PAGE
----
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Roundtable discussion dedicated to the 20th anniversary of the Convention on the Rights of the Child held in Moscow

© UNICEF/2009/Kochineva
Thomas Hammarberg, Commissioner for Human Rights, and Bertrand Bainvel, UNICEF Representative in the Russian Federation

In 2009, the world community is observing the 20th anniversary of the Convention on the Rights of the Child. On April 24, launching a series of events dedicated to this memorable date, the United Nations Children’s Fund (UNICEF) and the Faculty of Economics of the Moscow State University (MSU) arranged a roundtable entitled “The 20th Anniversary of the Convention on the Rights of the Child: contemporary challenges and innovative approaches in Russia”. The meeting was arranged within the framework of the Annual MSU Conference “Lomonosov Readings”. 

The round table discussion brought together various experts in child protection, including Alexey Golovan, Moscow City Child Rights Ombudsperson; Marina Gordeeva, Chair of the Foundation to Support  Children in Difficult Life Situations; Bertrand Bainvel, UNICEF Representative in the Russian Federation. Thomas Hammarberg, Council of Europe Commissioner for Human Rights, was invited to take part in the conference as a special guest speaker.

How has the situation of children changed during the twenty years that have passed since the adoption of the Convention on the Rights of the Child? In his welcome address, greeting the participants of the roundtable, Bertrand Bainvel said that there had been some positive changes in the situation of children in Russia, though there were some problems that remained unaddressed. In particular, the number of institutionalized children has not significantly decreased, HIV-affected children are still stigmatized, and a lot of children with disabilities are denied access to adequate education.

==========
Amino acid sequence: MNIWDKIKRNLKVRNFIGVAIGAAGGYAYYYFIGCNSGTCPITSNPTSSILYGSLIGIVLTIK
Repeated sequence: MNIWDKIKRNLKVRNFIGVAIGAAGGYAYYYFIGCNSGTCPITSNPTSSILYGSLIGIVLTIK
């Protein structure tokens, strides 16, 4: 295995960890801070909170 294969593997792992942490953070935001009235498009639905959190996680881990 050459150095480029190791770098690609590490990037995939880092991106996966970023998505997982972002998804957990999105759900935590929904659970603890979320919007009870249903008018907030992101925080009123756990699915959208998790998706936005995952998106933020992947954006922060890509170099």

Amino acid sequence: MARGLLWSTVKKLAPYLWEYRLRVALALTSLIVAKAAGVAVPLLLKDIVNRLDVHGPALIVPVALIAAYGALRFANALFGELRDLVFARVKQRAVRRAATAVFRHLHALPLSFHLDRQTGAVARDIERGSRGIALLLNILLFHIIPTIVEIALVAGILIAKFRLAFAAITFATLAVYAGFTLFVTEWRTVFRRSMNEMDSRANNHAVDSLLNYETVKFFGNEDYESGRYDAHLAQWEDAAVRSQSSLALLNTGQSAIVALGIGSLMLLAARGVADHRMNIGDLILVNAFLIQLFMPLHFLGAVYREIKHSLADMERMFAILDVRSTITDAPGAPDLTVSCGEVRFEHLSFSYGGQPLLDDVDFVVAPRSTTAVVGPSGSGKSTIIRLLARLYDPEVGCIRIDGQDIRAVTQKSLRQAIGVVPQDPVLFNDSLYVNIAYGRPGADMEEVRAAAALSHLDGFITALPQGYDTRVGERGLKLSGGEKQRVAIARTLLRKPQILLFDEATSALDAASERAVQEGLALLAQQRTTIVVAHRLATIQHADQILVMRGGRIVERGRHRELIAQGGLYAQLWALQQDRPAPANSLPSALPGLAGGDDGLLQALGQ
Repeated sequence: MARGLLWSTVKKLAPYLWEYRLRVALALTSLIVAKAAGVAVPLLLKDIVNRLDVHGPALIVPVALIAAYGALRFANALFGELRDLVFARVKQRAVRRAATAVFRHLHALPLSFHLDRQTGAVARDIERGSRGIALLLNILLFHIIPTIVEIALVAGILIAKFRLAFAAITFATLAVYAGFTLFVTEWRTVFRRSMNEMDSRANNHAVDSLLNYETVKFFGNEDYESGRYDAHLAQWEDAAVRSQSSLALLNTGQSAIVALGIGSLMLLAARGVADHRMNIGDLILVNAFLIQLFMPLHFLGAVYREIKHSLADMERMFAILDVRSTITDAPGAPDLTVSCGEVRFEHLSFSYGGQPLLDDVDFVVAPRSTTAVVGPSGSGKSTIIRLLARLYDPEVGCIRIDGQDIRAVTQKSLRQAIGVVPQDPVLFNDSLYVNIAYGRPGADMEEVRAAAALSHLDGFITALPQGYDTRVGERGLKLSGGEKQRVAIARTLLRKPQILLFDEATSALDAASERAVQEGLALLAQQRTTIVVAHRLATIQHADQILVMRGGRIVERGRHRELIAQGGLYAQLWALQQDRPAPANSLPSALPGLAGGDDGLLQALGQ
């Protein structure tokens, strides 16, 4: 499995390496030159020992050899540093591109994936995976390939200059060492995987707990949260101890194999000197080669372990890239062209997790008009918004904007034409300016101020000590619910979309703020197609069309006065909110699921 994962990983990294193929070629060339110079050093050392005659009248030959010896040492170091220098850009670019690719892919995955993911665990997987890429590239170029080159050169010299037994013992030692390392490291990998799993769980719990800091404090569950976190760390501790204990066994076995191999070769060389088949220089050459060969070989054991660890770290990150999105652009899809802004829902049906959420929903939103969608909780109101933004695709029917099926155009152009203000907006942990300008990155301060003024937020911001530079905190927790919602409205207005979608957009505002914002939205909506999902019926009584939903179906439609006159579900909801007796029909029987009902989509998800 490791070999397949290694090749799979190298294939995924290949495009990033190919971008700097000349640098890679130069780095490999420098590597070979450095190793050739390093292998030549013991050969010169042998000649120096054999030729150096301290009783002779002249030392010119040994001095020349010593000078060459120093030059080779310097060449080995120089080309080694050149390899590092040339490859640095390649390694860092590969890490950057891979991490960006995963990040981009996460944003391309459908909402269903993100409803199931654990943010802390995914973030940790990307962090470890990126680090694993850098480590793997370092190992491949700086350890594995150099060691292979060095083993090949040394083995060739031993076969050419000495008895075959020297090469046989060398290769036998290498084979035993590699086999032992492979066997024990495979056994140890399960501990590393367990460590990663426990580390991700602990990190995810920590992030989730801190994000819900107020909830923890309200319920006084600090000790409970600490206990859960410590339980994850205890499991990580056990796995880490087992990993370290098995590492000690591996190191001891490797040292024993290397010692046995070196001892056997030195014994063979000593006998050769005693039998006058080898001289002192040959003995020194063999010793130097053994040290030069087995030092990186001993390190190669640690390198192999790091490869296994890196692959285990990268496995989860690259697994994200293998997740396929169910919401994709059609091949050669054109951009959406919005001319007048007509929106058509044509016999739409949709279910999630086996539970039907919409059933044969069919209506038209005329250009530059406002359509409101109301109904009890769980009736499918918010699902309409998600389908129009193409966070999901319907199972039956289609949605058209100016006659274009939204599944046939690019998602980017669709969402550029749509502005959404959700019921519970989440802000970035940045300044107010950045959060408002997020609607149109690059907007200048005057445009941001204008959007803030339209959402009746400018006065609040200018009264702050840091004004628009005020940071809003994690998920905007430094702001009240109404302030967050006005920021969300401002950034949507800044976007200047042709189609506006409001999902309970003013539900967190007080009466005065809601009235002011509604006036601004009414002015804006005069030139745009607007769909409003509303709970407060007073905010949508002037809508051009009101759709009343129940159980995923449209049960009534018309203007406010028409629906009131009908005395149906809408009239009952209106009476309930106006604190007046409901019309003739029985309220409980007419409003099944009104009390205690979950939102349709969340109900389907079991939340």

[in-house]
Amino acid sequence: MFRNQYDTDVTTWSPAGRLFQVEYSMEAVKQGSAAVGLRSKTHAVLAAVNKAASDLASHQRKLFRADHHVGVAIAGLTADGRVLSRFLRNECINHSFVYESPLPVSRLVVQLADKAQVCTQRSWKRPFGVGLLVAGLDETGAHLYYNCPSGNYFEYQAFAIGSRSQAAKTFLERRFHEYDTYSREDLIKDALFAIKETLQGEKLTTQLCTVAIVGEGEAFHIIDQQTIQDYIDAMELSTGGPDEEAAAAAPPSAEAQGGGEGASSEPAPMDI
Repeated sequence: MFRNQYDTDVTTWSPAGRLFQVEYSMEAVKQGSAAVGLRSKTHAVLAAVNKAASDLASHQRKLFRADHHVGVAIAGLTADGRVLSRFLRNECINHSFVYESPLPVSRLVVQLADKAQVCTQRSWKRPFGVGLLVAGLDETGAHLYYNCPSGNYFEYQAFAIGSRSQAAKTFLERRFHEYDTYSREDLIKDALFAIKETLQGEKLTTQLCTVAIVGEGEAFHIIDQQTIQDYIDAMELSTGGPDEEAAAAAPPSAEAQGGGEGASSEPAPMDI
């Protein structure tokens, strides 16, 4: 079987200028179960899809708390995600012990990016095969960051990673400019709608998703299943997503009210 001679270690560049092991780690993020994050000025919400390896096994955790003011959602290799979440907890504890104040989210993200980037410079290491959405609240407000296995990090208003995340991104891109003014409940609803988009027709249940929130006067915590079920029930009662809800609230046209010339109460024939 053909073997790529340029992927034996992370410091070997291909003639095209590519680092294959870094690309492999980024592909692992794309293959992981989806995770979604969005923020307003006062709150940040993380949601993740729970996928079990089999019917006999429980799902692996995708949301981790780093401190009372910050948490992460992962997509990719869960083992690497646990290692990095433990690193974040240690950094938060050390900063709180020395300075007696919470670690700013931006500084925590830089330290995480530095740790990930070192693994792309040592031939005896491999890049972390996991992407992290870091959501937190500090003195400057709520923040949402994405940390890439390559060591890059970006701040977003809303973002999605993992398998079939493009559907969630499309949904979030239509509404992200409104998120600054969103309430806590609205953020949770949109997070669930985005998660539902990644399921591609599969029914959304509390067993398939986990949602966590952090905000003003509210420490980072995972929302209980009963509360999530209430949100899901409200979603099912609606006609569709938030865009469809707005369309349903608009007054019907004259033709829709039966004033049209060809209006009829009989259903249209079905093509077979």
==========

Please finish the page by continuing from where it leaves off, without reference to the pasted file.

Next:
According to Moscow City Child Rights Ombudsperson Alexey Golovan, there is no well-thought-out and coordinated policy with respect to children in Russia today. There is no single agency which could develop and implement such policy. As a result, numerous problems concerning children remain unaddressed or are not addressed efficiently enough.

© UNICEF/2009/Kochineva

In the context of a global economic crisis, which has now taken on a social dimension, new risks and new challenges have emerged. “The best way of coming through the present crisis is to look forward and invest in the future. The well-being of children is the key,” Thomas Hammarberg said. However, the governments of many countries are acting completely differently today. “It is of greatest concern that so much of the budget resources are used for bailing out toxic debts in the banking system. This is not for free; it reduces the space for expenditures to cover the social needs,” Hammarberg pointed out. “A minimum now is that governments declare how they are going to protect the interests of children against the worst effects of the crisis. There is certainly a need for a planned approach,” he added.

“We should remember that rights for children is not only a question of means and measures; it is also a question of attitude and willingness to truly listen and help children in need. This is the attitude with which we should try to build our common Europe – for and with children,” Thomas Hammarberg said in conclusion.



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